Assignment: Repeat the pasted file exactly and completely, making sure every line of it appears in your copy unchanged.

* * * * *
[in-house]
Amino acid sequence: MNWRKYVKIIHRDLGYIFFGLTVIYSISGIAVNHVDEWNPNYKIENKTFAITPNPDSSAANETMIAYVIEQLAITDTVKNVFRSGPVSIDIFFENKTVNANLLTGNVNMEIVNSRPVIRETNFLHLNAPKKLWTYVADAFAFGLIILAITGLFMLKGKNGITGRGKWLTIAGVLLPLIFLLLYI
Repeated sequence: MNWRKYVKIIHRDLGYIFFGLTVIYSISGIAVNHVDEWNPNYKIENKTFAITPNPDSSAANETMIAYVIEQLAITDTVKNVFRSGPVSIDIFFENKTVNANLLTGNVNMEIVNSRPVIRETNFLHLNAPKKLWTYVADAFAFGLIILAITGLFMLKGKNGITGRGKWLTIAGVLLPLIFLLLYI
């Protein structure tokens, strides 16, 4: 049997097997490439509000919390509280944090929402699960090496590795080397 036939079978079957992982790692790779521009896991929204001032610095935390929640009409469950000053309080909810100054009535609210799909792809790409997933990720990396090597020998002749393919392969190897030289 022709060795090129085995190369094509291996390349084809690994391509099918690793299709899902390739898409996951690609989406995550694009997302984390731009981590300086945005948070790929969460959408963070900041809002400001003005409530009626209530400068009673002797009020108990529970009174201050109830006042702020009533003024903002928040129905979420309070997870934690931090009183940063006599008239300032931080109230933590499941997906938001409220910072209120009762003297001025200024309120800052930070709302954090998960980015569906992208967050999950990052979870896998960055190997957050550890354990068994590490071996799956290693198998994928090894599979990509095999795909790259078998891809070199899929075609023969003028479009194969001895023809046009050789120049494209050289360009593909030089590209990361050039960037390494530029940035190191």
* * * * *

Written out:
[in-house]
Amino acid sequence: MNWRKYVKIIHRDLGYIFFGLTVIYSISGIAVNHVDEWNPNYKIENKTFAITPNPDSSAANETMIAYVIEQLAITDTVKNVFRSGPVSIDIFFENKTVNANLLTGNVNMEIVNSRPVIRETNFLHLNAPKKLWTYVADAFAFGLIILAITGLFMLKGKNGITGRGKWLTIAGVLLPLIFLLLYI
Repeated sequence: MNWRKYVKIIHRDLGYIFFGLTVIYSISGIAVNHVDEWNPNYKIENKTFAITPNPDSSAANETMIAYVIEQLAITDTVKNVFRSGPVSIDIFFENKTVNANLLTGNVNMEIVNSRPVIRETNFLHLNAPKKLWTYVADAFAFGLIILAITGLFMLKGKNGITGRGKWLTIAGVLLPLIFLLLYI
């Protein structure tokens, strides 16, 4: 049997097997490439509000919390509280944090929402699960090496590795080397 036939079978079957992982790692790779521009896991929204001032610095935390929640009409469950000053309080909810100054009535609210799909792809790409997933990720990396090597020998002749393919392969190897030289 022709060795090129085995190369094509291996390349084809690994391509099918690793299709899902390739898409996951690609989406995550694009997302984390731009981590300086945005948070790929969460959408963070900041809002400001003005409530009626209530400068009673002797009020108990529970009174201050109830006042702020009533003024903002928040129905979420309070997870934690931090009183940063006599008239300032931080109230933590499941997906938001409220910072209120009762003297001025200024309120800052930070709302954090998960980015569906992208967050999950990052979870896998960055190997957050550890354990068994590490071996799956290693198998994928090894599979990509095999795909790259078998891809070199899929075609023969003028479009194969001895023809046009050789120049494209050289360009593909030089590209990361050039960037390494530029940035190191």